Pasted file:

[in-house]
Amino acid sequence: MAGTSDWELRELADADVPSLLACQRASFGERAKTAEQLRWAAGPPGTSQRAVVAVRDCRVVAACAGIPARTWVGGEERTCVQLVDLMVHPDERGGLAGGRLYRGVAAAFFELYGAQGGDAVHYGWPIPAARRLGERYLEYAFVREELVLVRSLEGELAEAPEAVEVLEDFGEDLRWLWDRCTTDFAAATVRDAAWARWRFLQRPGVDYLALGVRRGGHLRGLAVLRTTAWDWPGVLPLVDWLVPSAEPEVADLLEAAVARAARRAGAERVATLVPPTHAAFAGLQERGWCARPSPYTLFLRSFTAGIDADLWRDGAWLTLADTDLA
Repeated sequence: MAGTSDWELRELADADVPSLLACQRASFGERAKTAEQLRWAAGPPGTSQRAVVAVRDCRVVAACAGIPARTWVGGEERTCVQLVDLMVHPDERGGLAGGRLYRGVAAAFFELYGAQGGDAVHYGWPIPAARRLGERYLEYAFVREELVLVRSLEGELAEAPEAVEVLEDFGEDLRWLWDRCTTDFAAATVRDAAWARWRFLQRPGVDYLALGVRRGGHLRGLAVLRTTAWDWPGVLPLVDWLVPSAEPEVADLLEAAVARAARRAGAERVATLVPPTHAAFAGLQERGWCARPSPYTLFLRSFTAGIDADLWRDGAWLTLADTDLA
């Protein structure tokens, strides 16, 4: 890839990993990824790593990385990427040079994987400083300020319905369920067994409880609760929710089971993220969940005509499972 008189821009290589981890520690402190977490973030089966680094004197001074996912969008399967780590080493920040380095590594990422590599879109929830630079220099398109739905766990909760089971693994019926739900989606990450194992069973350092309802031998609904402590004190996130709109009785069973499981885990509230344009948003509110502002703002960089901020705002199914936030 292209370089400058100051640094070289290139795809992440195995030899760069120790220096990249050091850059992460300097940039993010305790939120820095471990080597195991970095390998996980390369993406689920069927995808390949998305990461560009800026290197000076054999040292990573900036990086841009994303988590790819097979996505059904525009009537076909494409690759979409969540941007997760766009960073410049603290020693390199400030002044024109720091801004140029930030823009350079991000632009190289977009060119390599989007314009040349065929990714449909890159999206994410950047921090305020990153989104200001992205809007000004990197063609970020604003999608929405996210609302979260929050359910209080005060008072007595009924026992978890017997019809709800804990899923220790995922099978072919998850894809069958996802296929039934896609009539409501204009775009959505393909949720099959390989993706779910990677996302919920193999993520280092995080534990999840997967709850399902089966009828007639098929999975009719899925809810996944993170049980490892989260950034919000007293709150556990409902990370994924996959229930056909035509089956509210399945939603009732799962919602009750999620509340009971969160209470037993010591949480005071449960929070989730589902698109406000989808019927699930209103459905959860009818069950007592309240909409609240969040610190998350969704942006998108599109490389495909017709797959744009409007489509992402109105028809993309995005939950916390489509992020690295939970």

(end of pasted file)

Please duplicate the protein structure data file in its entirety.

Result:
[in-house]
Amino acid sequence: MAGTSDWELRELADADVPSLLACQRASFGERAKTAEQLRWAAGPPGTSQRAVVAVRDCRVVAACAGIPARTWVGGEERTCVQLVDLMVHPDERGGLAGGRLYRGVAAAFFELYGAQGGDAVHYGWPIPAARRLGERYLEYAFVREELVLVRSLEGELAEAPEAVEVLEDFGEDLRWLWDRCTTDFAAATVRDAAWARWRFLQRPGVDYLALGVRRGGHLRGLAVLRTTAWDWPGVLPLVDWLVPSAEPEVADLLEAAVARAARRAGAERVATLVPPTHAAFAGLQERGWCARPSPYTLFLRSFTAGIDADLWRDGAWLTLADTDLA
Repeated sequence: MAGTSDWELRELADADVPSLLACQRASFGERAKTAEQLRWAAGPPGTSQRAVVAVRDCRVVAACAGIPARTWVGGEERTCVQLVDLMVHPDERGGLAGGRLYRGVAAAFFELYGAQGGDAVHYGWPIPAARRLGERYLEYAFVREELVLVRSLEGELAEAPEAVEVLEDFGEDLRWLWDRCTTDFAAATVRDAAWARWRFLQRPGVDYLALGVRRGGHLRGLAVLRTTAWDWPGVLPLVDWLVPSAEPEVADLLEAAVARAARRAGAERVATLVPPTHAAFAGLQERGWCARPSPYTLFLRSFTAGIDADLWRDGAWLTLADTDLA
């Protein structure tokens, strides 16, 4: 890839990993990824790593990385990427040079994987400083300020319905369920067994409880609760929710089971993220969940005509499972 008189821009290589981890520690402190977490973030089966680094004197001074996912969008399967780590080493920040380095590594990422590599879109929830630079220099398109739905766990909760089971693994019926739900989606990450194992069973350092309802031998609904402590004190996130709109009785069973499981885990509230344009948003509110502002703002960089901020705002199914936030 292209370089400058100051640094070289290139795809992440195995030899760069120790220096990249050091850059992460300097940039993010305790939120820095471990080597195991970095390998996980390369993406689920069927995808390949998305990461560009800026290197000076054999040292990573900036990086841009994303988590790819097979996505059904525009009537076909494409690759979409969540941007997760766009960073410049603290020693390199400030002044024109720091801004140029930030823009350079991000632009190289977009060119390599989007314009040349065929990714449909890159999206994410950047921090305020990153989104200001992205809007000004990197063609970020604003999608929405996210609302979260929050359910209080005060008072007595009924026992978890017997019809709800804990899923220790995922099978072919998850894809069958996802296929039934896609009539409501204009775009959505393909949720099959390989993706779910990677996302919920193999993520280092995080534990999840997967709850399902089966009828007639098929999975009719899925809810996944993170049980490892989260950034919000007293709150556990409902990370994924996959229930056909035509089956509210399945939603009732799962919602009750999620509340009971969160209470037993010591949480005071449960929070989730589902698109406000989808019927699930209103459905959860009818069950007592309240909409609240969040610190998350969704942006998108599109490389495909017709797959744009409007489509992402109105028809993309995005939950916390489509992020690295939970």